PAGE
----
Glucose and Weight

Relationship Between Weight and Glucose Using Math-Physics Medicine

Background & Aim:
This paper investigates the relationship between weight and glucose, based on 13,480 data covering 2,245 days (1/1/2012 – 2/24/ 2018) from a diabetes patient’s 1.5 million statistics.

Material & Method:
Health conditions prior to 2012 vs. after 2012:
Weight – 210 lbs. vs. 166.9-193.8 lbs.
BMI – 31 vs. 24.65-28.65
Max. PPG – 380 mg/dL vs. 52-280 mg/dL
Average PPG – 280 mg/dL vs. 126.5 mg/dL
A1C – above 10.0% vs. 6.5%

This 4-year research project utilized advanced mathematics, finite element modeling, signal processing, big data analytics, statistics, and artificial intelligence (AI).

Figure 1: Weight & PPG Data Results
Figure 2: Period of 1/1/12 to 2/21/18 Results

Among the five influential factors of fasting plasma glucose (FPG), weight is the most dominant one, contributing ~90%. Weight and FPG have a high correlation of 84%. In spatial analysis, 93% of the total collected data is covered by a +/- 20% band around a “skewed line”. This “relationship band” stretched from point A (24.5, 95) to point B (27.2, 150) on a map with coordinates of x=BMI and y=glucose.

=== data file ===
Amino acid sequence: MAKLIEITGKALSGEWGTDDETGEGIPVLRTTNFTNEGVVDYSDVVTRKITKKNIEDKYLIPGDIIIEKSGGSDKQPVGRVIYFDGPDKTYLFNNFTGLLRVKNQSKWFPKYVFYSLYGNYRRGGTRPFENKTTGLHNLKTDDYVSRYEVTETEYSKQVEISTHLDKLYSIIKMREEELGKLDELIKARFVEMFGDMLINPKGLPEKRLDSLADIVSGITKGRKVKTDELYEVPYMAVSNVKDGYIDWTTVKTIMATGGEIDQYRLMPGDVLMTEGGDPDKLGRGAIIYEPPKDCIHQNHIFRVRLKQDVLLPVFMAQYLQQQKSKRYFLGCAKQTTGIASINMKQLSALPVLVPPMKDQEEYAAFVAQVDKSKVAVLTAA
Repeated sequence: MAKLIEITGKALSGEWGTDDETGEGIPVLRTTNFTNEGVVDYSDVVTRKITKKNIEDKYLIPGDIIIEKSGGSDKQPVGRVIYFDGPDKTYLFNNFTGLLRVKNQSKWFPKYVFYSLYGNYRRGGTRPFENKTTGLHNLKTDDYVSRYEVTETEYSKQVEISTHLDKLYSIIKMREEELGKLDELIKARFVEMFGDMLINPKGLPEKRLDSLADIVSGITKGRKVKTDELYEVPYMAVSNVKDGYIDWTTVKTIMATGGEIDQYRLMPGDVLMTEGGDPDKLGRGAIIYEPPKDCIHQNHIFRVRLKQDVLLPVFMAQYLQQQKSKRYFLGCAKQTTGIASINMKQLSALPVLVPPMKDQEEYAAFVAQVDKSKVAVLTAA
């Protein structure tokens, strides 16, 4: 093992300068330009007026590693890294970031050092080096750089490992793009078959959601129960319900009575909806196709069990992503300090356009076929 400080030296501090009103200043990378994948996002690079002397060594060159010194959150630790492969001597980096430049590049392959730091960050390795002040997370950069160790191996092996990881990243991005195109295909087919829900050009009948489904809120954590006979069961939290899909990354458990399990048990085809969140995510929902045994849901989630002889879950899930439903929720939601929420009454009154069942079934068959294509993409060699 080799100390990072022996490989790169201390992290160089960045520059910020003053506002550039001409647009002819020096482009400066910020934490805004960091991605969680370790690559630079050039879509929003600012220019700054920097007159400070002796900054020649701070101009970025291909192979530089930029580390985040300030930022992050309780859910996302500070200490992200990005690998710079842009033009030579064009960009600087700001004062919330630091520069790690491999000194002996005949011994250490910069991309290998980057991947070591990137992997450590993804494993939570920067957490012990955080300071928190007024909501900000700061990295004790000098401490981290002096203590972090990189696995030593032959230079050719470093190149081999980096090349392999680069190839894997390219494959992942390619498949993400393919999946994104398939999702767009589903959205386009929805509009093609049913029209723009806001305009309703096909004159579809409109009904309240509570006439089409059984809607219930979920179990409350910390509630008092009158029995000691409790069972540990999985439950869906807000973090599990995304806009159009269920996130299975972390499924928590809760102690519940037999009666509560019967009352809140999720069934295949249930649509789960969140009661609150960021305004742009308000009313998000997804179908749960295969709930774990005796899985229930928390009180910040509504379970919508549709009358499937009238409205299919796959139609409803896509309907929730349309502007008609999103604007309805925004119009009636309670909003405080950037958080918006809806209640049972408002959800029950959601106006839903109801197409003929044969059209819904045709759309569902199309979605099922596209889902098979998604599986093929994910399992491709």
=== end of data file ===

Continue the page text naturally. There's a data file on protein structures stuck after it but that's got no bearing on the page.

However, among the 15 influential factors of postprandial glucose (PPG), weight is not the dominating factor. Instead, the combined effect of carbs/sugar intake and post-meal exercise contributes 81% of PPG formation. Weather and measurement time delay count for 14% and the other factors impact 5%. Weight and PPG have a low correlation (from 9% to 36%). In spatial analysis, 86% of the total collected data covers by a +/- 20% band centering around a “horizontal” PPG line of 127 mg/dL.

The results show that 93% of FPG data are directly related to weight according to a “fixed” slope. However, 86% of PPG data are kept within a horizontal range from 102 mg/dL to 152 mg/dL because of carbs/sugar intake and post-meal exercise, but not from weight.

Figure 3: FPG & PPG Data Results